The significant victory of the independent candidates despite government pressure is a declaration of the Kurdish peoples’ will for lasting peace and an end to its plight.

Undoubtedly there are two main winning parties of the recent Turkish elections held on 12th June 2011 – the ruling Justice and Development Party (AKP) and the Peace and Democracy Party (BDP).

As an independent UK delegation observing the Turkish elections we were divided into four groups to cover as much geography as possible. Throughout the area we managed to cover we noticed some disturbing and recurring problems regarding the elections in the South East of Turkey, which we believe resulted in the elections being unfair and lacking democratic safeguards. These disturbing features can broadly be described as:

1 – Illegality;
2 – A lack of women’s will being reflected;
3 – Abuse of the proxy vote system;
4 – Undue governmental/military influence and pressure;
5 – Institutional racism amongst the Turkish security forces against the Kurds.

The fact that the elections were a victory for the pro-Kurdish BDP supported independent candidates does not dilute the clear unfair footing on which the elections were fought.

We observed at first hand the presence of an unjustifiable number of military and other security officials at polling stations and within yards of ballot boxes, in clear breach of the 15-meter distance rule. The military and other security officials were all heavily armed and at most polling stations there were armoured vehicles creating an atmosphere of intimidation and fear. It was as if the country was going to war rather than conducting democratic elections. In this respect we could see no change from the aggressive behaviour of security officials in the previous 2007 general and 2009 local elections, in fact there was an increase in the security forces overshadowing the electorate. Just one night before elections we observed attempts to disrupt election proceedings in the Kurdish city of Bingol. A hall of residence where a number of election observers who would be monitoring the count on behalf of the independent candidates was raided by armed plain-clothes police in armoured vehicles. It was clear that this was a last minute bid to threaten the students and disturb the monitors.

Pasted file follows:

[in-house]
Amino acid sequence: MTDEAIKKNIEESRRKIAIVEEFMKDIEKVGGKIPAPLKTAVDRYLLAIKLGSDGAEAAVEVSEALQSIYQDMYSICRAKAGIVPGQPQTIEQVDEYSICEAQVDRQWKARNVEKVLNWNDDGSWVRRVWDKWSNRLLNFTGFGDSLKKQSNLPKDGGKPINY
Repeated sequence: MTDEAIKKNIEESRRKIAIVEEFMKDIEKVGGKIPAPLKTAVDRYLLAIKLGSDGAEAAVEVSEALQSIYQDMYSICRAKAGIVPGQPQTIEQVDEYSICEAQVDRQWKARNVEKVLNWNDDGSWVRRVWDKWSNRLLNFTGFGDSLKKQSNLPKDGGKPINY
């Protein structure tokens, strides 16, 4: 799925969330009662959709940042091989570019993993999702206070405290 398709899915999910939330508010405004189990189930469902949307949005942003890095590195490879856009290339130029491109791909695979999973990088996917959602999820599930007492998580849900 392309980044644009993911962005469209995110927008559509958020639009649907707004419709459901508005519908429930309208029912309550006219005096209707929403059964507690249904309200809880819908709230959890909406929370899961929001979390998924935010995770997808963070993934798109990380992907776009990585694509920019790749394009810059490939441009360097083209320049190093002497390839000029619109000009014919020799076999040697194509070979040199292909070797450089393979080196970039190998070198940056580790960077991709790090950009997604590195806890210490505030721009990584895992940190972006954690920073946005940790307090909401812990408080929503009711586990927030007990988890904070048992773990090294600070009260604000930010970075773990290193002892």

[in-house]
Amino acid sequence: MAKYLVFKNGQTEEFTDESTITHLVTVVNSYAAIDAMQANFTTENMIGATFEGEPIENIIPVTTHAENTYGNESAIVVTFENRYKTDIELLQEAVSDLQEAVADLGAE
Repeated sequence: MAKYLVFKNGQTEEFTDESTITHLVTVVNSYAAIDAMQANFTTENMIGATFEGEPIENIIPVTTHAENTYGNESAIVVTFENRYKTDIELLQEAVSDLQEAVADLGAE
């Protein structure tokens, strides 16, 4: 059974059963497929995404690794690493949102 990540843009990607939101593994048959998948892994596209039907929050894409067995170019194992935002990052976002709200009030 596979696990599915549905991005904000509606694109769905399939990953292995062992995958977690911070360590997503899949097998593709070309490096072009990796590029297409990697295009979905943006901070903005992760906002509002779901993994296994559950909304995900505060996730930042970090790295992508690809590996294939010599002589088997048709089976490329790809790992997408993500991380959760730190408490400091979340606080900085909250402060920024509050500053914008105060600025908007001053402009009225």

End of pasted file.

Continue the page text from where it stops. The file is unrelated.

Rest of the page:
This level of intimidation was supported by the AKP in many of the rural villages through bribery, fraud, and malpractices which international independent monitors observed at first hand. Elderly women were being instructed on how to vote by AKP party supporters stationed at the booth. At many of the polling stations there were no women voters at all and we were told that their husbands were voting for them by proxy. An independent candidate monitor was hospitalised after a stone was thrown at his head as he was attacked by a “chief” and his son for objecting to the use of a wife’s proxy vote. One BPD woman supporter told us “the women do not have a free vote. They must vote like their husbands or fathers”. She also criticised the way the AKP party manipulated women voters in the months before the election by gifting them free merchandise, foods, and white goods.